This fall’s strong fed cattle market slipped a bit in the first two weeks of November with prices losing $2.50 per cwt to an average $93.34. Basis levels remained tight at -4.40 per cwt. While seasonal trends suggest it should shrink even further toward the end of the year it is already much tighter than the -9.83 per cwt set a year ago and the four-year average of -13.12 per cwt.
Favourable feeding conditions had average steer carcass weights peaking at 881 pounds at the end of October, just slightly less than the record weights set at this time last year. Weights had dropped to 870 pounds by the first week in November.
Cattle on feed numbers in Alberta and Saskatchewan lots have been increasing through the fourth quarter but on November 1 the 825,620 head reported were still down eight per cent from 2009. Year-to-year marketings were up seven per cent in October while the slow fall run was evident in a five per cent drop in placements. U.S. on-feed numbers on the other hand have been growing. Smaller marketings in the third quarter coupled with larger and heavier placements through the summer create a scenario for increased front-end fed cattle supplies in the USA over the next couple months.
At the start of November Canadian fed steer slaughter was up two per cent at 1,354,003 head. Heifer slaughter was up nine per cent at 920,940 head. Fed cattle exports to the U.S. to the end of October reached 543,924 head, 25 per cent more than in 2009.
The fall feeder run was slow to get started but by mid November market volumes in Alberta were closer to year ago levels. While the numbers increased prices held pretty well. For the most part 550-feeder steer prices have risen throughout the fall to reach an average $133.17 by mid-November, $24 better than the same week in 2009. Heavier cattle followed the same contra-seasonal trend with an overall increase in prices throughout the fall, as 850-Alberta steers averaged $109.89 in mid-November, up $16 from last year. The 850-steer basis at press time was -3.60 per cwt, considerably stronger than the -8.85 posted last year and the four-year average of -14.38 per cwt. Feeder cattle exports to the end of October totalled 188,143 head, down 28 per cent from a year ago.
As expected, cull cattle prices declined seasonally in the past few weeks but still compare well to recent years. D1,2 Alberta cows in mid-November were selling for an average $51.94 per cwt, $17.72 per cwt better than the year before. Butcher bulls averaged $61.08 per cwt the same week.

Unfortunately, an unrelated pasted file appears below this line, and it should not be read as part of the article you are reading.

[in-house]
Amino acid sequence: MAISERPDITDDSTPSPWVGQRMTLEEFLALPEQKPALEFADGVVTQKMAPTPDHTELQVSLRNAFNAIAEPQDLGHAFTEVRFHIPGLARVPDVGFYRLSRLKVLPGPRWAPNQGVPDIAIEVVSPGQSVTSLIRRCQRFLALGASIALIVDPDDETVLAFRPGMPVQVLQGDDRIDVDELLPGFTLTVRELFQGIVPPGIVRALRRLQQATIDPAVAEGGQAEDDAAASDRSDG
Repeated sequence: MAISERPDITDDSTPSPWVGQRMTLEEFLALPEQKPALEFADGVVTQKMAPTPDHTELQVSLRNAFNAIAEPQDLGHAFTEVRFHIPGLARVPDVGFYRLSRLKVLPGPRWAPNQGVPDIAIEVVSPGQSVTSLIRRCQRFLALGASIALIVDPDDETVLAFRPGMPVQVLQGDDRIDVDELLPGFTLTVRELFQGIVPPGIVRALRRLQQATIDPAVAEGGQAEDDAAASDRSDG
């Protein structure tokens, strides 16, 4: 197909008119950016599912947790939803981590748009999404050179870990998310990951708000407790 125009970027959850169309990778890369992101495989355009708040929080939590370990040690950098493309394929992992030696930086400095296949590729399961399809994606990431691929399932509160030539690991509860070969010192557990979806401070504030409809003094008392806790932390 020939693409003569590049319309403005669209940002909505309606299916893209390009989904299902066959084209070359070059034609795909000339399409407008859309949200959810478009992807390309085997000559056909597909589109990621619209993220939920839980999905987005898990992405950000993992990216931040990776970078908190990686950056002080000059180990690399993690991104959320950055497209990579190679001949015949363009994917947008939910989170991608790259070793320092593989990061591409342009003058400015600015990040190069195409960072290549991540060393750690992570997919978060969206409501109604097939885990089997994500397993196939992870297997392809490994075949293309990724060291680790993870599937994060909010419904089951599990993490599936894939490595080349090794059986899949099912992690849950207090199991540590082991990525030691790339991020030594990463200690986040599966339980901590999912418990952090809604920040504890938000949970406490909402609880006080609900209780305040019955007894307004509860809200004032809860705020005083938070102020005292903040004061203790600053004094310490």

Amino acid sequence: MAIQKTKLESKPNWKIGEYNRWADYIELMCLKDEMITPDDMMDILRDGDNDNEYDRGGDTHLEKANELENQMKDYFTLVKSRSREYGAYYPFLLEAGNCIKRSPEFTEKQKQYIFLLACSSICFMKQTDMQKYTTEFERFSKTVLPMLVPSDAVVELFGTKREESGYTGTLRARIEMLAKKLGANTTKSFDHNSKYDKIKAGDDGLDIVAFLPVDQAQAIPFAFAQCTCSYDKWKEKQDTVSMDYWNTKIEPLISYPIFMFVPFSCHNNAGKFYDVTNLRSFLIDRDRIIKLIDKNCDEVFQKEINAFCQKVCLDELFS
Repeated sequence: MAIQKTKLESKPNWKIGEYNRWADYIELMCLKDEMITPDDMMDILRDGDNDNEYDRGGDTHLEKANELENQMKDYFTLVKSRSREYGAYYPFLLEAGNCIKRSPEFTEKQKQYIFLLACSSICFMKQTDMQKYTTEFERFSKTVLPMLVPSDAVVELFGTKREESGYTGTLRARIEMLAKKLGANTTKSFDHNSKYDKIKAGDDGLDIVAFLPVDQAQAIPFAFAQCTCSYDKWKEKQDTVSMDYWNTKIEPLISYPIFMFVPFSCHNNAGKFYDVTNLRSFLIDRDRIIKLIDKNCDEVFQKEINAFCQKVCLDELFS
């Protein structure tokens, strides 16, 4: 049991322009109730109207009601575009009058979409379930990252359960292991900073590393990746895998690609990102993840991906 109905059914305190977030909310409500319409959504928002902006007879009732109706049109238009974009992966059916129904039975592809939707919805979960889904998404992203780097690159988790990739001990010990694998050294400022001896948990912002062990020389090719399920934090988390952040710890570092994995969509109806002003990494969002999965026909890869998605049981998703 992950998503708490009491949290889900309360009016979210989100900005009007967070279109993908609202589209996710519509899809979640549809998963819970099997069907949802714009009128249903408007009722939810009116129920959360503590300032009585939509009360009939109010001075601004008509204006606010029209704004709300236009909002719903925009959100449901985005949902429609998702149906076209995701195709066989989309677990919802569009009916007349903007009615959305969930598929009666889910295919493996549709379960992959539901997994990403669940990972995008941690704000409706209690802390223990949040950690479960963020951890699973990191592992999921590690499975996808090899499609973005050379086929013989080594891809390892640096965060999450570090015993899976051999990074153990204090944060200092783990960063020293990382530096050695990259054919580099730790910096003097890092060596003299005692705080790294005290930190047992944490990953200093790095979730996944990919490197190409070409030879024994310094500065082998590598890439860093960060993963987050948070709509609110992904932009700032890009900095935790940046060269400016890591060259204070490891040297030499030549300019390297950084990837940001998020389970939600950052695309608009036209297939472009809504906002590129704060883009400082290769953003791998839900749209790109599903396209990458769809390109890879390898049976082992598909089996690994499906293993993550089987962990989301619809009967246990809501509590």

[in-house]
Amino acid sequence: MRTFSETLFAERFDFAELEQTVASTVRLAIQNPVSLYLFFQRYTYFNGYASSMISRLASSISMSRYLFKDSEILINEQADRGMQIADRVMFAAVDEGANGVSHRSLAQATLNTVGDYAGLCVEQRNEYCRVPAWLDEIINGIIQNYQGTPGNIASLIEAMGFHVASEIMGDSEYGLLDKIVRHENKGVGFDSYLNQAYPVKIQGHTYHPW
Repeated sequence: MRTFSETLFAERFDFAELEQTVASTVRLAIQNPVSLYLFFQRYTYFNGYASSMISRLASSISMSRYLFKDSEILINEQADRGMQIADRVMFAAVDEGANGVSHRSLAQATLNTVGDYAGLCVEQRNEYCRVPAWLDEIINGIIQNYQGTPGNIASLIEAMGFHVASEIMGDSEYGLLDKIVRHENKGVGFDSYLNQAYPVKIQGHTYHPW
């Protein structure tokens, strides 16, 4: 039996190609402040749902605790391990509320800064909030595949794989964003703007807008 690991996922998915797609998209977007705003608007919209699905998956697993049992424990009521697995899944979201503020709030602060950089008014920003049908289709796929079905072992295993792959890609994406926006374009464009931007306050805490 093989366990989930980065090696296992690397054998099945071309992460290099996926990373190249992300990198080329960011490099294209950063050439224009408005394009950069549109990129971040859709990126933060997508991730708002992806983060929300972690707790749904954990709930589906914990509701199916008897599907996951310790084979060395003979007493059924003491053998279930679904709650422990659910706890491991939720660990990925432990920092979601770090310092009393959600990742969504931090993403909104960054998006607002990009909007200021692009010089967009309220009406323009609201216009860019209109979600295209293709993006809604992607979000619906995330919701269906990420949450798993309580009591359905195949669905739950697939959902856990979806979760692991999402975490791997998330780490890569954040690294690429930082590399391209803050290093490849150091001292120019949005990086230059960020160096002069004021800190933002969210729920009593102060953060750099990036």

Cow slaughter has recently seen a seasonal increase, jumping up to levels not seen since last February but overall we were still processing seven per cent fewer cows than last year at this time. Exports through October were also up 10 percent on the year. Good butcher bull prices and the prospect of some feed savings brought a number of bulls out of the herds. Bull slaughter is up 80 per cent to date at 24,668 head, with little change on the exports.
A shrinking supply of market-ready Canadian cattle as we move towards the end of 2010 will continue to add strength to the fed market on this side of the border. As well, the fed basis generally narrows toward the end of the year. However, given its current level, it’s hard to know how much more it has left to move. An expected increase in fed supplies to the south is a concern moving forward. The hope is U.S. feedlots will remain current, limiting the price fallout from this increased beef production on the Canadian market. The other drag on the fed market is our near-par Canadian dollar.
The smaller Canadian inventories clearly evident in this year’s smaller/ slower fall run have been good for feeder prices and will continue to stabilize this market as many feedlots are still looking to fill pens. Good pasture regrowth and an open fall helped to spread out the smaller volumes coming to town. The fact that more producers may be encouraged to background their own calves this winter could trim available feeder supplies even further. Rising feed costs is a major risk factor for feeder markets going forward, as is the strong dollar as it will limit exports and reduce buyer competition. Potential imports of U.S. feeder cattle are another risk this fall. Our strong dollar and relatively lower feed costs has encouraged some Canadian feedlots to look south for the feeders they need to fill those empty pens.
Cull cattle prices are seasonally low this time of year as producers start culling their herds. Fortunately good demand for grinding and trim meats as well as a reduction in beef imports has provided some useful support to the cull market. Additional forage stocks have also encouraged an interest in feeder-type cows and that has pulled some cull animals from the market as producers wait for prices to improve in the New Year.